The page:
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    Freeing/NULLing Problem


    Okay this one just seems really bizarre, considering that I've been around C (albiet not indepth) for years and have never come across this problem until now.

    I have a global linked list of say, typedef 'TEST_STRUCT'.
    I have a function that pulls a single element of the list and places it into a local pointer of the same struct type.

    If I loop through and free all of the linked list elements from memory, shouldn't there be some way for that local pointer to know it's now NULL?

    Actually I guess I never came upon that before because past code environments recycled memory instead of freeing it, but this seems odd, none-the-less. So I guess I'm just wondering if there's a way for that local pointer to know what has happened, or do I just need to do away with the local variable?

    Any advice is appreciated.
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    Its termed a 'dangling pointer'.
    One that no longer points to the memory originally assigned to it (because that memory has been freed or realloced).

    Why are you not refreshing the local pointer when it tries to use the memory again? (as the local pointer will go out of scope as soon as the function exits)

    When you free a dynamicly allocated memory pointer do you set it to NULL? (so the next time the local pointer calls on it the returned address will be NULL)
    The essence of Christianity is told us in the Garden of Eden history. The fruit that was forbidden was on the Tree of Knowledge. The subtext is, All the suffering you have is because you wanted to find out what was going on. You could be in the Garden of Eden if you had just kept your f***ing mouth shut and hadn't asked any questions.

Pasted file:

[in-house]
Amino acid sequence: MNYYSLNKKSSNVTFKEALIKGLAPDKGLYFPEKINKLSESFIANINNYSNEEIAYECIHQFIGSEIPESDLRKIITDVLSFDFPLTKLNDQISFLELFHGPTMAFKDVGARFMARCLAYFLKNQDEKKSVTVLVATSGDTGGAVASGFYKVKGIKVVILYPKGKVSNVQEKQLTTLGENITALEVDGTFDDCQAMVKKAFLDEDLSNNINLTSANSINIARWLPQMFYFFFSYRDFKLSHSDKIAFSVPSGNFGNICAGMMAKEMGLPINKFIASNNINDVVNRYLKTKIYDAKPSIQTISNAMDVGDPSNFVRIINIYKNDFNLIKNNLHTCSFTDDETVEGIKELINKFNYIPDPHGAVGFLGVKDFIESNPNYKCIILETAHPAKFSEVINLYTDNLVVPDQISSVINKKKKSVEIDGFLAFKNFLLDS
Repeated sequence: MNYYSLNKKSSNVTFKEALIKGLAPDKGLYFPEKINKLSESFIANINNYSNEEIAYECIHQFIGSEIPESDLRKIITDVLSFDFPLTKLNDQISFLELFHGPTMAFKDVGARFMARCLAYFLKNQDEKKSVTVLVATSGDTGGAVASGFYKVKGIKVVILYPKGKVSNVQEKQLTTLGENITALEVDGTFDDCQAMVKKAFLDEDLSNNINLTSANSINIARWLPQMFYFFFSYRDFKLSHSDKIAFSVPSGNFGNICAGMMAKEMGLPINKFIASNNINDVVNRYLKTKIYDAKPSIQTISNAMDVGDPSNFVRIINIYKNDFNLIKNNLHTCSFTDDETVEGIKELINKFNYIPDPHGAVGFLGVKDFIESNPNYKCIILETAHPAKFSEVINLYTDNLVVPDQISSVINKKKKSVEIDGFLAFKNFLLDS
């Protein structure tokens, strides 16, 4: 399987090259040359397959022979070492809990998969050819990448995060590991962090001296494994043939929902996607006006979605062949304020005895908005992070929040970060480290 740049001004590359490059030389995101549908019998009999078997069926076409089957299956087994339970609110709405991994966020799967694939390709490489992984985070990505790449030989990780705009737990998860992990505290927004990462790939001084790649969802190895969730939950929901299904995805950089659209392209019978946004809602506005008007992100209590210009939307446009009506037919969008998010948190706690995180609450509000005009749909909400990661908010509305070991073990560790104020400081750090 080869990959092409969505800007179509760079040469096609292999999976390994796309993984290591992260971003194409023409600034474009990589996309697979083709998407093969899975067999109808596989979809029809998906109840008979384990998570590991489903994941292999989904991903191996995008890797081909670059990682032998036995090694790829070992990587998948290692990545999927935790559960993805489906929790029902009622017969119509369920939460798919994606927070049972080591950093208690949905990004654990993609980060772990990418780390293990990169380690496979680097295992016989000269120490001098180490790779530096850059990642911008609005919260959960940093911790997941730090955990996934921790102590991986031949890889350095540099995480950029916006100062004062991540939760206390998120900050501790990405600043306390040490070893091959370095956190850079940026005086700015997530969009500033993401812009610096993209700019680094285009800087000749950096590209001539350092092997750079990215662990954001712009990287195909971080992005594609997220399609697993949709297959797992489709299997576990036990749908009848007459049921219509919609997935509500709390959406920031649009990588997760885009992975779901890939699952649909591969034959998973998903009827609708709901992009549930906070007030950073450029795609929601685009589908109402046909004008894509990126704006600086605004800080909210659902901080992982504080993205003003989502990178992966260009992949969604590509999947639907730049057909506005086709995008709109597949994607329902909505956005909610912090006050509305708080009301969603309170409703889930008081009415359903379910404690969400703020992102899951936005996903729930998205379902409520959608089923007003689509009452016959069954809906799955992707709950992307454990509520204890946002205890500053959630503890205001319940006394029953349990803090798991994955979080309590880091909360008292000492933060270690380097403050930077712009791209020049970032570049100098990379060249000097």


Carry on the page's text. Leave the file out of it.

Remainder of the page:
Frank Zappa
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    Well... if there's a term for it, that's pretty much all I needed to know. I was just curious if C might have gone through all the pointers in the program and nullified them when what they're pointing to is freed or something.

    This question was kind of academic anyway, since the problem can be avoided in my code.

    To answer your questions, though:

    Refreshing the pointer is definately a fix, but I was intentionally avoiding that in order to eliminate a function call. No matter... it's not as though the called function is a heavy one.

    And yeah, I tried setting it to NULL when it was freed. My guess is that the system was quick to place something new in the hole, invalidating the NULL value.

    Anyway.. like I said, you pretty much answered my question. Thanks for the insight.
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    Originally posted by dmittner
    Well... if there's a term for it, that's pretty much all I needed to know. I was just curious if C might have gone through all the pointers in the program and nullified them when what they're pointing to is freed or something.
    C doesn't believe in coddling its programmers nor in protecting them against themselves. It assumes that you must know what you're doing so if you tell it to do something it just figures that that is what you want and does it. That also means that it doesn't automatically clean up after you, but rather you need to do it yourself. Of course, some libraries may do more of that stuff for you, but then that's another programmer at work.

    Originally posted by dmittner